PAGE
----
To all & singular persons to whom these [illegible] shall [illegible] by [illegible] – Know ye That I Robert C Steploe of the County of Bedford & State of Virginia for & in consideration of the general good conduct and character of Pleasant alias Pleasant Rowan now my slave, and especially for and in consideration of an act of extraordinary merit done and performed by the said Pleasant alias Pleasant Rowan in the life time of his former master and [illegible] John Depriest late of the county of Campbell, in endeavoring to reserve and save the life of the said John Depriest at the imminent peril & hazard of his own, Therefore, I the said Robert C Steploe for and in consideration of the promise especially the act last mentioned have Liberated, Emancipated from the shackles of Slavery forever set free the said Slave, Pleasant alias Pleasant Rowan – In testimony whereof I the said Robert C Steploe have hereunto set my hand & seal this the first day of April in the year of our Lord one thousand eight hundred & twenty four Signed, sealed & delivered In presence of J. Hendrick
Robt C Steploe seal
N. Reid
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Transcript:

[written on left side of page at bottom]
At a Court held for Bedford County at the Courthouse the 27th day of December 1824. This [illegible] [illegible] [illegible] was exhibited in Court proved by the oaths of James Hendrick and Nathan Read subscribing witnesses & ordered to be recorded – Teste [illegible] Steploe C.B.C.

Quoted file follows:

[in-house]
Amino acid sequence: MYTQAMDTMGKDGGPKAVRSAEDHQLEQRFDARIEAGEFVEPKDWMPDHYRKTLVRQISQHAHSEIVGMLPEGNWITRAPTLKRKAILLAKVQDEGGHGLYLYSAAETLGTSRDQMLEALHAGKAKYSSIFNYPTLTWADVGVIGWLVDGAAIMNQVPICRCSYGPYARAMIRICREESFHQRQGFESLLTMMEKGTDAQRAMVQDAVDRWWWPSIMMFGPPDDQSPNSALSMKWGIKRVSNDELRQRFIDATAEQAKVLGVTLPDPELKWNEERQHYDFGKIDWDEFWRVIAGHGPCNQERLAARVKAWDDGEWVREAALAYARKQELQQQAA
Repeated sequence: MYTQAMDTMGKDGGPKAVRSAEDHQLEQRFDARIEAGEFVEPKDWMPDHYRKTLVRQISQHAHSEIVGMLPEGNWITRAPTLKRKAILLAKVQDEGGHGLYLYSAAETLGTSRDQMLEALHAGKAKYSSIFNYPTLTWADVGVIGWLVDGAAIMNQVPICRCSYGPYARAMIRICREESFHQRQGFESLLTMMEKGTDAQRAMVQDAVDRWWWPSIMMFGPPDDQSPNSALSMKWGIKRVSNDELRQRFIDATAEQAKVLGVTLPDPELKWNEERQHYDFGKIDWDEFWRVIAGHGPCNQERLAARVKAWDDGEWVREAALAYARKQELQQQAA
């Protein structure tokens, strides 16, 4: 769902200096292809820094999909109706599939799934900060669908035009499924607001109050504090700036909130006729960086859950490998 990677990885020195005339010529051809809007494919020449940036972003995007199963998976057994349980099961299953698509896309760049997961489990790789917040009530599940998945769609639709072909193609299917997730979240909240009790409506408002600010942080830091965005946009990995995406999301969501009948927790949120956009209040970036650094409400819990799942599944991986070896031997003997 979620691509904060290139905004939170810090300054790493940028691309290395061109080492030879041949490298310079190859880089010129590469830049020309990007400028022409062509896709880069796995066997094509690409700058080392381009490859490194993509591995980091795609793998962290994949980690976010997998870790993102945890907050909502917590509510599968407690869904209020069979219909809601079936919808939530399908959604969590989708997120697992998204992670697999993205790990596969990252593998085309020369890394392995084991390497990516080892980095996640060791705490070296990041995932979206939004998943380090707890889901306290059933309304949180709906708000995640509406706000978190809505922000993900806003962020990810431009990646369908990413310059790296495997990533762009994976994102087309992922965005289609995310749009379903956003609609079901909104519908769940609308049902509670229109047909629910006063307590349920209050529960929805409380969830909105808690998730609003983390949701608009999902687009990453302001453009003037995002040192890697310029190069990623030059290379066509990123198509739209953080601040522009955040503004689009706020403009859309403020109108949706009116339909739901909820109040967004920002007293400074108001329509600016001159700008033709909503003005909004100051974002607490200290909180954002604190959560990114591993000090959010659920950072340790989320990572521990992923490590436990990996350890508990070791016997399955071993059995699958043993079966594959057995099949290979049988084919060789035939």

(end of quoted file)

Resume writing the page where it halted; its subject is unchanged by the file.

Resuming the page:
Robert C. Steploe to Pleasant Rowan
Disp of Emancipation
1824 December 27th
Rec’d & Ord to be rec’d
Recorded Page 43 Book L & Ex’d

[written on right side of page]
I hereby certify that I have been acquainted with Pleasant Roan free man of colour [sic] and a carpenter by trade for several years and do now consider him an honest, industrious, and good conditioned man and have heard many persons speak highly of him and never heard any thing otherwise. Rich’d [illegible] Bedford [illegible] Nov 1825
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Court ruling on Pleasant’s leave to remain in Virginia

court-ruling

Excerpt from Journal of the House of Delegates of the Commonwealth of Virginia
By Virginia. General Assembly. Published by House of Delegates. Courtesy of Google Books https://books.google.com/books?id=HVhNAAAAYAAJ&pg=PA87&lpg=PA87&dq=%22pleasant+rowan%22,+petition&source=bl&ots=BvHIV0znuv&sig=Jk23k-MV5Z1b-OFTP3ot2kqfICA&hl=en&sa=X&ved=0ahUKEwiuu7vAoOXRAhVF5YMKHYIpCusQ6AEIOzAG#v=onepage&q&f=false

Transcript:

Resolved, as the opinion of this committee, That the petition of Pleasant Rowan, a man of colour, of the county of Campbell, who has been lately emancipated, praying that he may be allowed by law to remain as a free man in the said county, where he has a wife and children who are slaves, is reasonable.